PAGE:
A BIONIC suit in Cork that gives wheelchair users the chance to experience simulated walking has reached the end of its lifespan prompting calls for an urgent replacement.
The exoskeleton — a robotic device that allows those suffering from paralysis to take a number of steps to experience walking again — is the only one of its kind in the country outside of a hospital or rehabilitation setting.
Colin O’Shaughnessy, who runs the Elite gym at the Marina Commerical Park, where the device is located, said the piece of equipment cost €100,000 to purchase and a further €50,000 to cover service charges.
Colin said he purchased the exoskeleton five years ago. Up to now, they have relied on donations from the public to keep the initiative in motion.
“This was only a five-year-plan,” he explained. “We’ve had it for longer than most.”
The €50,000 sum to account for repair costs also only covered that five- year period.
Colin is now hopeful that public donations will continue in order for him to support as many people as possible following life-changing accidents.
“We’ve already had to replace a huge chunk of it,” Colin said.
“It’s been a battle to help people.”
The exoskeleton was originally introduced by the US military to help soldiers carry heavy loads before being used by spinal cord injury survivors.
Research has shown that patients availing of exoskeletons can experience a number of significant health benefits which vary from better circulation, increased oxygen intake to reduced pain, better bowel and bladder function and improved joint maintenance.
Seeing a loved one walk for the first time since an accident can be a hugely emotional milestone for family members.
Shortly, before speaking to The Echo, Colin had sent a photograph to the father of a gym user standing for the first time ahead of preparations for using the exoskeleton.
“It’s not just the person affected by the accident who has their world changed,” Colin said.
“Their whole family’s world has changed too.”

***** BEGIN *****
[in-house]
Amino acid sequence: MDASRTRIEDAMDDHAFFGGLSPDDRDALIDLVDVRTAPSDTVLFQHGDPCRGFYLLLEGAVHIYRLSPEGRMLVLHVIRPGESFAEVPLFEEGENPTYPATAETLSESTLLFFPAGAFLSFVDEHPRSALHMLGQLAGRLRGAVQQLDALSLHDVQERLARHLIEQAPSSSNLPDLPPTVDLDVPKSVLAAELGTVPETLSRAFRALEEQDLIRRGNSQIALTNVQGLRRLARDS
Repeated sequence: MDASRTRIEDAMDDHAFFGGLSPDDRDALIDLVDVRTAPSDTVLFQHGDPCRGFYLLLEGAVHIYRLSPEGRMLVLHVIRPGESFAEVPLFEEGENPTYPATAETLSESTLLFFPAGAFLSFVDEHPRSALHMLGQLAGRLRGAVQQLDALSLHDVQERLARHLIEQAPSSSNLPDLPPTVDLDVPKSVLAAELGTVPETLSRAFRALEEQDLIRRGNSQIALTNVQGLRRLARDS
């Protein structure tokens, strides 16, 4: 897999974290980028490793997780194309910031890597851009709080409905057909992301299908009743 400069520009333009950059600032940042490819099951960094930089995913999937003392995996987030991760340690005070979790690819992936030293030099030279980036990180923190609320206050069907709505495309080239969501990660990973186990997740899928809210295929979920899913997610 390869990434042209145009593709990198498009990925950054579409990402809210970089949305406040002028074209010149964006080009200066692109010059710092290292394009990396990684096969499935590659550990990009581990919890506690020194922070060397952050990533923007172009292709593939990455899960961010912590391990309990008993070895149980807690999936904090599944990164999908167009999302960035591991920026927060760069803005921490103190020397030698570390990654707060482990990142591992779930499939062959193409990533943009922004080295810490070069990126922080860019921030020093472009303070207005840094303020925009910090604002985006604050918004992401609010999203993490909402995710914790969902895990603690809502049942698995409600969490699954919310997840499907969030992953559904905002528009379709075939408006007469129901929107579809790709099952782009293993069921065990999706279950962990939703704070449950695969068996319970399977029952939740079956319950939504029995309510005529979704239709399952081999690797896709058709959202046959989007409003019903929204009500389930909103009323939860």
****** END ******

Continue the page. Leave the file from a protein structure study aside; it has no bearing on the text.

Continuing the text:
22-year-old Jack O’Driscoll from Lotabeg was paralysed from a fall in March 2018 during Storm Emma.
He is currently working up the strength to take steps using the exoskeleton which will take months of preparation and intense training.
The northside man emphasised the importance of a new exoskeleton for wheelchairs users in Cork and beyond.
“Here I was able to see myself up straight for the first time,” Jack said. “Seeing my reflection in the window was strange. I hadn’t seen myself like that for two years.
“In one way, it was upsetting but you have to make the most of a situation. You have to enjoy your life and make the best of what you have instead of sitting around being depressed. When I first had the accident the question of whether I would ever walk again kept running through my head. I’m glad that I’ll be able to experience walking again even if it’s just in a mechanical sense.”
Jack said that the evolving technology for wheelchair users has given him hope: “I can picture myself in the suit but I’m not looking too far ahead as it’s going to take time.
“However, I know this is going to be another step towards where I want to be. Twenty years ago people would never have thought this was possible but there are more people working on the technology now. Who knows what might come along in the next 10 or 15 years.”
The Corkman said he does his best to get through the bad days and is grateful for the good ones.
“There’s not a day that goes by where my head doesn’t wander. However, I met some very positive people while in rehabilitation. When I think about them it brings me back.”
He praised Colin for introducing the innovative service to his gym.
“It’s hard for young lads with injuries because there is no guidance. They are not sure where to go. Colin takes an interest in people who have challenges and wants to make their lives better”
Jack added that the gym has helped him in a number of other ways too.
“I could move my arms but I had no control when it came to things like moving myself forward. Now I’m a lot stronger.”
The 22-year-old said that his dad will likely be there to watch him take his first steps using the exoskeleton.
“I won’t be making a big deal of the day even though it will be an important one. I’ve no doubt my dad will be there taking photographs and pictures because he’s been there the whole time.”
To find out more about the initiative or how to donate to the Exoskeleton fund call 087 1326600 or email: firstname.lastname@example.org.